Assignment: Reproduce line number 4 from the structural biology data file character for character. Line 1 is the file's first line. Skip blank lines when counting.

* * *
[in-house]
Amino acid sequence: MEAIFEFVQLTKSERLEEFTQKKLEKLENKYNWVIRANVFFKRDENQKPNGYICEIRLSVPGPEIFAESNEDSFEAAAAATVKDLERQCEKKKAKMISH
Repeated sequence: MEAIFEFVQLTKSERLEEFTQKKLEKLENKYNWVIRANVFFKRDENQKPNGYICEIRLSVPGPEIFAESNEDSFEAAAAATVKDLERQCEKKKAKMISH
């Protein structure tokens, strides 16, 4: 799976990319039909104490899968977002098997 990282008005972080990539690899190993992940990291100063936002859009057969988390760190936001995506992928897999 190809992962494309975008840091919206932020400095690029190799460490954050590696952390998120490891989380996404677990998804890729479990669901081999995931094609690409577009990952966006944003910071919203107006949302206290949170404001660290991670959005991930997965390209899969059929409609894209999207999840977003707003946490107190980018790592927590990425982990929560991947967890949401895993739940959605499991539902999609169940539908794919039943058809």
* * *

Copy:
């Protein structure tokens, strides 16, 4: 799976990319039909104490899968977002098997 990282008005972080990539690899190993992940990291100063936002859009057969988390760190936001995506992928897999 190809992962494309975008840091919206932020400095690029190799460490954050590696952390998120490891989380996404677990998804890729479990669901081999995931094609690409577009990952966006944003910071919203107006949302206290949170404001660290991670959005991930997965390209899969059929409609894209999207999840977003707003946490107190980018790592927590990425982990929560991947967890949401895993739940959605499991539902999609169940539908794919039943058809």